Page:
Original Sin

It’s difficult  to come up with a completely original idea. I have some faint recollection of Aristotle and Jasper Fforde saying much the same thing, in their different ways and in different millennia, which may prove the point.

Recently I’ve been doing a lot of reading and, time and again, I’ll be reading some other writer’s book and come across a twist or bit of business that I’ve recently put into one of my stories. It’s been happening so often that I’m starting to worry about mind melds and ESP.

Sometimes it’s something small, like someone crying by a fountain when I’ve written my heroine crying by a fountain.  No big deal; I can just move her, although I’ve done some nice work describing the way her dress was getting wet which I’ll have to cut if I move her across the street. Oh, the heck with it, there are a lot of fountains in the world, I’ll just assume my girl is standing next to a different fountain and leave it at that. After all, she has to be standing next to something, and it might as well be a fountain as not. And in any case I need the sound of the water to cover the sound of her sobs and I like the metaphor of the falling water as her tears. Okay, the fountain stays.

At other times it’s a more significant duplication, like a book’s heroine who does the same work as my girl at the same kind of work place when I was hoping to give my reader an unusual experience.  Once it was a character who is not only similar in appearance to one of mine but shares the idiosyncrasies of his speech patterns, too.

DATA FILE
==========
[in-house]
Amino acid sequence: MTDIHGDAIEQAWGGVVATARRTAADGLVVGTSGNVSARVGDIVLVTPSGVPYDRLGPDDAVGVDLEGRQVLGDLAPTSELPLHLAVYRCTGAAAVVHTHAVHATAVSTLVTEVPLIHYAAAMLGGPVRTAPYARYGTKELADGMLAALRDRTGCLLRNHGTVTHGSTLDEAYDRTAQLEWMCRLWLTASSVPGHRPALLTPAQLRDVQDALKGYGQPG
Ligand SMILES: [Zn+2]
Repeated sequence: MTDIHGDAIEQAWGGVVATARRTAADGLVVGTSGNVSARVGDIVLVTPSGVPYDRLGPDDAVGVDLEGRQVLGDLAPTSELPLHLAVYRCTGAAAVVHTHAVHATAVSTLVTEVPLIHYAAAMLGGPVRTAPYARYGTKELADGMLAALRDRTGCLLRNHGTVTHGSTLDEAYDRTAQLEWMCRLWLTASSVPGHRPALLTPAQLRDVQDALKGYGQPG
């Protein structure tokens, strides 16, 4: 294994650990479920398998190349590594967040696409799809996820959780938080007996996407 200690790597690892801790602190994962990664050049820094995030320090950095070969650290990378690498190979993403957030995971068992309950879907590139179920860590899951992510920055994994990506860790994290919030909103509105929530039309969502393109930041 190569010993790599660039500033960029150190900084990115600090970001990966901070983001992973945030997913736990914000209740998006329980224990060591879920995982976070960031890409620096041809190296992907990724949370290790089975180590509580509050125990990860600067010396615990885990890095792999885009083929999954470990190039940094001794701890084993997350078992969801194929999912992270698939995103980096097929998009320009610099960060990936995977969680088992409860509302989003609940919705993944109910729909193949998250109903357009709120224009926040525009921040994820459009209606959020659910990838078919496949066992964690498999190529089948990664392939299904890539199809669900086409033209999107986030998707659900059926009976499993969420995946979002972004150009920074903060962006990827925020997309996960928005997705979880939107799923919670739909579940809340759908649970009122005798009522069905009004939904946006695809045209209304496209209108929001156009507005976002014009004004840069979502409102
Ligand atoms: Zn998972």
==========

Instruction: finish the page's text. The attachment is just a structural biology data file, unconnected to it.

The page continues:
Do I have to give serious thought to changing these things or will a reader forgive the occasional commonplace if  the rest of my story, its characters and the action is engaging?

The truth is, whether I change them or not, some of my pleasure in being their creator has dimmed because someone else thought of them first.

In a way it’s akin to wearing hand-me-down clothes or buying a chair at Goodwill. Shopping at Goodwill because I can’t afford Macy’s is different than shopping at Goodwill (and wearing hand-me-down clothes) because I love vintage things.

There are two ways to go here: I can think of the parallels as commonplace ideas that a reader will find boring because they have come across them before. Or I can choose to think of these serendipitous parallels as ideas so good they bear repeating.

Case by case?

Works for me.

“About the most originality that any writer can hope to achieve honestly is to steal with good judgement.” — Josh Billings

 


• Posted in The Writing Life • Tags: , , , , , , , , , , , |  8 Comments

8 thoughts on “Original Sin

  1. Have your girl crying on the wall across the street with the sprinklers on. Or a fountain. I don’t think everyone remembers every detail about every book they have read.

  2. Write what you like, Sue. Don’t worry that someone may have written something similar in another book. Its words. Sometimes they are repeated.

  3. Hi Sue, I have been following and enjoying your Blog the past few weeks since our mutual friend Melody told me about it. Keep up the good work!!
    Thanks, Joan

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